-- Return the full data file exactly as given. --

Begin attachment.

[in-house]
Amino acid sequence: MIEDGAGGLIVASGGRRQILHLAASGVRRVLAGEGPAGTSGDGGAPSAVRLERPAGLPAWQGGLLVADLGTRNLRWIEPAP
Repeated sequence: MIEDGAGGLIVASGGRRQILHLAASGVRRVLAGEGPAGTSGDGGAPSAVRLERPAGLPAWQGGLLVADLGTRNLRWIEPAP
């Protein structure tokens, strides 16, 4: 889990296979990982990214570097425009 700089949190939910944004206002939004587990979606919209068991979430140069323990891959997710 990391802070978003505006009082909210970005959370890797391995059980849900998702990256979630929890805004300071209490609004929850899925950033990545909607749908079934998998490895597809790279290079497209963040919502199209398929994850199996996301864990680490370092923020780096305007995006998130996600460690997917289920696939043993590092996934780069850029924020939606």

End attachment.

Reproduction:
[in-house]
Amino acid sequence: MIEDGAGGLIVASGGRRQILHLAASGVRRVLAGEGPAGTSGDGGAPSAVRLERPAGLPAWQGGLLVADLGTRNLRWIEPAP
Repeated sequence: MIEDGAGGLIVASGGRRQILHLAASGVRRVLAGEGPAGTSGDGGAPSAVRLERPAGLPAWQGGLLVADLGTRNLRWIEPAP
């Protein structure tokens, strides 16, 4: 889990296979990982990214570097425009 700089949190939910944004206002939004587990979606919209068991979430140069323990891959997710 990391802070978003505006009082909210970005959370890797391995059980849900998702990256979630929890805004300071209490609004929850899925950033990545909607749908079934998998490895597809790279290079497209963040919502199209398929994850199996996301864990680490370092923020780096305007995006998130996600460690997917289920696939043993590092996934780069850029924020939606």